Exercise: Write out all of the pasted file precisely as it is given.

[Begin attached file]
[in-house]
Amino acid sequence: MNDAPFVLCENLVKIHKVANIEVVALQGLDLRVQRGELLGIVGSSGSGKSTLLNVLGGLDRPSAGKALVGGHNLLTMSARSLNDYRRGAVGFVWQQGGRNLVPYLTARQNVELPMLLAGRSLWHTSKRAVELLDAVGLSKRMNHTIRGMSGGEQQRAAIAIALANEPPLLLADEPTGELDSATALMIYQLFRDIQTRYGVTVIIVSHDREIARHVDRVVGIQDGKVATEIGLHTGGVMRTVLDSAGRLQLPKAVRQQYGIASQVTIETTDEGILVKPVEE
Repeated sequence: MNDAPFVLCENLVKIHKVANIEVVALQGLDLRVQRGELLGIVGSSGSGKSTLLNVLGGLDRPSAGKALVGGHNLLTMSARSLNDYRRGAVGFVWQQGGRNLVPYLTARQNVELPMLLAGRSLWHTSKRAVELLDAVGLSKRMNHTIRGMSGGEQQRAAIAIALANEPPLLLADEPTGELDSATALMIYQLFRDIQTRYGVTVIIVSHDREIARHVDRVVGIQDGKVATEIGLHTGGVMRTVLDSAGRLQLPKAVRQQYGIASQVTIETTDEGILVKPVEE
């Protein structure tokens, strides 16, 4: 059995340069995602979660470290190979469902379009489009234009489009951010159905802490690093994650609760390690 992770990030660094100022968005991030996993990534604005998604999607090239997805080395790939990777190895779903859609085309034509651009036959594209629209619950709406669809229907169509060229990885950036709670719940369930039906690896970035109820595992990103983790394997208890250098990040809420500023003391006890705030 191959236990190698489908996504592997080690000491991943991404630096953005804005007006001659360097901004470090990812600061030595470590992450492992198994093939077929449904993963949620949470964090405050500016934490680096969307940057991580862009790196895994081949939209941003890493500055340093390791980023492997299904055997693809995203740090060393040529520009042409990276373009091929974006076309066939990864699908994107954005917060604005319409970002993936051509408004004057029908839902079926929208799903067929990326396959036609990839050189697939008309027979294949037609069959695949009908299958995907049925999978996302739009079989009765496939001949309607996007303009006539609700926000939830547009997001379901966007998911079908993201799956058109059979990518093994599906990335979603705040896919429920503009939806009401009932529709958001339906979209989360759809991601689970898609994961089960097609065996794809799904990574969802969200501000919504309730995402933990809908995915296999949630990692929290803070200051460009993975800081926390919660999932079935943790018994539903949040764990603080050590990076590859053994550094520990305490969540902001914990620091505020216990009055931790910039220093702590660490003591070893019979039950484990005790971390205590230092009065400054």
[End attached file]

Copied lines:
[in-house]
Amino acid sequence: MNDAPFVLCENLVKIHKVANIEVVALQGLDLRVQRGELLGIVGSSGSGKSTLLNVLGGLDRPSAGKALVGGHNLLTMSARSLNDYRRGAVGFVWQQGGRNLVPYLTARQNVELPMLLAGRSLWHTSKRAVELLDAVGLSKRMNHTIRGMSGGEQQRAAIAIALANEPPLLLADEPTGELDSATALMIYQLFRDIQTRYGVTVIIVSHDREIARHVDRVVGIQDGKVATEIGLHTGGVMRTVLDSAGRLQLPKAVRQQYGIASQVTIETTDEGILVKPVEE
Repeated sequence: MNDAPFVLCENLVKIHKVANIEVVALQGLDLRVQRGELLGIVGSSGSGKSTLLNVLGGLDRPSAGKALVGGHNLLTMSARSLNDYRRGAVGFVWQQGGRNLVPYLTARQNVELPMLLAGRSLWHTSKRAVELLDAVGLSKRMNHTIRGMSGGEQQRAAIAIALANEPPLLLADEPTGELDSATALMIYQLFRDIQTRYGVTVIIVSHDREIARHVDRVVGIQDGKVATEIGLHTGGVMRTVLDSAGRLQLPKAVRQQYGIASQVTIETTDEGILVKPVEE
């Protein structure tokens, strides 16, 4: 059995340069995602979660470290190979469902379009489009234009489009951010159905802490690093994650609760390690 992770990030660094100022968005991030996993990534604005998604999607090239997805080395790939990777190895779903859609085309034509651009036959594209629209619950709406669809229907169509060229990885950036709670719940369930039906690896970035109820595992990103983790394997208890250098990040809420500023003391006890705030 191959236990190698489908996504592997080690000491991943991404630096953005804005007006001659360097901004470090990812600061030595470590992450492992198994093939077929449904993963949620949470964090405050500016934490680096969307940057991580862009790196895994081949939209941003890493500055340093390791980023492997299904055997693809995203740090060393040529520009042409990276373009091929974006076309066939990864699908994107954005917060604005319409970002993936051509408004004057029908839902079926929208799903067929990326396959036609990839050189697939008309027979294949037609069959695949009908299958995907049925999978996302739009079989009765496939001949309607996007303009006539609700926000939830547009997001379901966007998911079908993201799956058109059979990518093994599906990335979603705040896919429920503009939806009401009932529709958001339906979209989360759809991601689970898609994961089960097609065996794809799904990574969802969200501000919504309730995402933990809908995915296999949630990692929290803070200051460009993975800081926390919660999932079935943790018994539903949040764990603080050590990076590859053994550094520990305490969540902001914990620091505020216990009055931790910039220093702590660490003591070893019979039950484990005790971390205590230092009065400054």